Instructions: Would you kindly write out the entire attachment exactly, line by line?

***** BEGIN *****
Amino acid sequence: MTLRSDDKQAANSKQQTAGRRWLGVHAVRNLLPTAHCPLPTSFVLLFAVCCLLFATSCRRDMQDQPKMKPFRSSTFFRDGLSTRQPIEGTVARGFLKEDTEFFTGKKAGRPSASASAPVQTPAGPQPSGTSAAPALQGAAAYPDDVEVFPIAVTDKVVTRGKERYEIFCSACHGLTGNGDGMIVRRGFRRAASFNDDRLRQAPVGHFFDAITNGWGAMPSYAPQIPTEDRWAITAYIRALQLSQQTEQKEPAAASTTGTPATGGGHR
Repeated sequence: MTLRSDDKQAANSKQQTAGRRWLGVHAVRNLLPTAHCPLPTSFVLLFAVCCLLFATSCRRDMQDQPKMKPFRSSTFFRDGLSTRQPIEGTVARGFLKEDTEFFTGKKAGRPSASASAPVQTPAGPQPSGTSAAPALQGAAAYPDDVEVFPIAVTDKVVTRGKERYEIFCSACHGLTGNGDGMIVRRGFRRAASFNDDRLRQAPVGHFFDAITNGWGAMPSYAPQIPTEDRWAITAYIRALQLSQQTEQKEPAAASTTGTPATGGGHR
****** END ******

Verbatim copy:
Amino acid sequence: MTLRSDDKQAANSKQQTAGRRWLGVHAVRNLLPTAHCPLPTSFVLLFAVCCLLFATSCRRDMQDQPKMKPFRSSTFFRDGLSTRQPIEGTVARGFLKEDTEFFTGKKAGRPSASASAPVQTPAGPQPSGTSAAPALQGAAAYPDDVEVFPIAVTDKVVTRGKERYEIFCSACHGLTGNGDGMIVRRGFRRAASFNDDRLRQAPVGHFFDAITNGWGAMPSYAPQIPTEDRWAITAYIRALQLSQQTEQKEPAAASTTGTPATGGGHR
Repeated sequence: MTLRSDDKQAANSKQQTAGRRWLGVHAVRNLLPTAHCPLPTSFVLLFAVCCLLFATSCRRDMQDQPKMKPFRSSTFFRDGLSTRQPIEGTVARGFLKEDTEFFTGKKAGRPSASASAPVQTPAGPQPSGTSAAPALQGAAAYPDDVEVFPIAVTDKVVTRGKERYEIFCSACHGLTGNGDGMIVRRGFRRAASFNDDRLRQAPVGHFFDAITNGWGAMPSYAPQIPTEDRWAITAYIRALQLSQQTEQKEPAAASTTGTPATGGGHR